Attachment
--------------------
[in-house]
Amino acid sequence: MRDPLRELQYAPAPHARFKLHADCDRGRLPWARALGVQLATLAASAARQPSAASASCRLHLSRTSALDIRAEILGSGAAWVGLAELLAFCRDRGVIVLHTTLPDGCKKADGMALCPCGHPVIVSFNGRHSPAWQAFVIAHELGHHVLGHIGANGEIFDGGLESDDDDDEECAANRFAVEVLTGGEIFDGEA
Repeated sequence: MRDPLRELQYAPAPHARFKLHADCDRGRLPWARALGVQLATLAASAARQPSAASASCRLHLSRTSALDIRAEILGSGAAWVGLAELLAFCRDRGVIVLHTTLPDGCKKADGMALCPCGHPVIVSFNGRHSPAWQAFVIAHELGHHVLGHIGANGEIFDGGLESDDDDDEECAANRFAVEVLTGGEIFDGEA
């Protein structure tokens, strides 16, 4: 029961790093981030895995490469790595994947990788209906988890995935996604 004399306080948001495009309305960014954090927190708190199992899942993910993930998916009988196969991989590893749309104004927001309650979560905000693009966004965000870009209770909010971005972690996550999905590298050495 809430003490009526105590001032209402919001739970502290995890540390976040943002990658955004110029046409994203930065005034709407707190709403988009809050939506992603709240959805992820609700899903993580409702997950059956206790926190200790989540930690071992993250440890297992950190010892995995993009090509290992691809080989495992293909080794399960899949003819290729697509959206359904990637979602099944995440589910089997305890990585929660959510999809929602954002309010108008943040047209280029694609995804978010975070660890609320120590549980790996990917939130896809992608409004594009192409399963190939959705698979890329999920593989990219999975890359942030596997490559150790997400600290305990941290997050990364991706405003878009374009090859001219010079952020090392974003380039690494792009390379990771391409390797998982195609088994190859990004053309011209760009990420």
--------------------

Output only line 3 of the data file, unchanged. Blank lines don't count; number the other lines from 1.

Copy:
Repeated sequence: MRDPLRELQYAPAPHARFKLHADCDRGRLPWARALGVQLATLAASAARQPSAASASCRLHLSRTSALDIRAEILGSGAAWVGLAELLAFCRDRGVIVLHTTLPDGCKKADGMALCPCGHPVIVSFNGRHSPAWQAFVIAHELGHHVLGHIGANGEIFDGGLESDDDDDEECAANRFAVEVLTGGEIFDGEA